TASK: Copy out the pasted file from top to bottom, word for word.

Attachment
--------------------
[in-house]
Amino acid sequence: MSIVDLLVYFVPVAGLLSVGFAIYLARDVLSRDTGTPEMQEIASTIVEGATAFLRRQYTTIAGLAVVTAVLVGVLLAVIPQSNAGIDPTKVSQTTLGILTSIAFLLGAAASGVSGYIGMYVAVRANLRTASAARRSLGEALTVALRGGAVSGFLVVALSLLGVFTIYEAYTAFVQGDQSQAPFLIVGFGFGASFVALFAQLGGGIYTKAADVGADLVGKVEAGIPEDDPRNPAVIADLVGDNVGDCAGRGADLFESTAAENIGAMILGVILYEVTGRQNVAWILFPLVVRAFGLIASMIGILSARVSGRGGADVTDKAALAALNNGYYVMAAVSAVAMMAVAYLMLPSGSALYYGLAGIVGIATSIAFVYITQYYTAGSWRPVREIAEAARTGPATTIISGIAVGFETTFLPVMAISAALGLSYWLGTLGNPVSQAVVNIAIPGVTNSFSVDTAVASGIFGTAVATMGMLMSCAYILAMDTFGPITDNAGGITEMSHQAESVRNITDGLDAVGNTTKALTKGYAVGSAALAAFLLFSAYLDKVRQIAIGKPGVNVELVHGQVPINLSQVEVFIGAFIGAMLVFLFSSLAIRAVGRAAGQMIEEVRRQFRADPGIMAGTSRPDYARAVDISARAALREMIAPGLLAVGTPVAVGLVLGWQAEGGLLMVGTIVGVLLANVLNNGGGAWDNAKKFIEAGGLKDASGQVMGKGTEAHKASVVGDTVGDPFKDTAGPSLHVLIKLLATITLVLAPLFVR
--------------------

[in-house]
Amino acid sequence: MSIVDLLVYFVPVAGLLSVGFAIYLARDVLSRDTGTPEMQEIASTIVEGATAFLRRQYTTIAGLAVVTAVLVGVLLAVIPQSNAGIDPTKVSQTTLGILTSIAFLLGAAASGVSGYIGMYVAVRANLRTASAARRSLGEALTVALRGGAVSGFLVVALSLLGVFTIYEAYTAFVQGDQSQAPFLIVGFGFGASFVALFAQLGGGIYTKAADVGADLVGKVEAGIPEDDPRNPAVIADLVGDNVGDCAGRGADLFESTAAENIGAMILGVILYEVTGRQNVAWILFPLVVRAFGLIASMIGILSARVSGRGGADVTDKAALAALNNGYYVMAAVSAVAMMAVAYLMLPSGSALYYGLAGIVGIATSIAFVYITQYYTAGSWRPVREIAEAARTGPATTIISGIAVGFETTFLPVMAISAALGLSYWLGTLGNPVSQAVVNIAIPGVTNSFSVDTAVASGIFGTAVATMGMLMSCAYILAMDTFGPITDNAGGITEMSHQAESVRNITDGLDAVGNTTKALTKGYAVGSAALAAFLLFSAYLDKVRQIAIGKPGVNVELVHGQVPINLSQVEVFIGAFIGAMLVFLFSSLAIRAVGRAAGQMIEEVRRQFRADPGIMAGTSRPDYARAVDISARAALREMIAPGLLAVGTPVAVGLVLGWQAEGGLLMVGTIVGVLLANVLNNGGGAWDNAKKFIEAGGLKDASGQVMGKGTEAHKASVVGDTVGDPFKDTAGPSLHVLIKLLATITLVLAPLFVR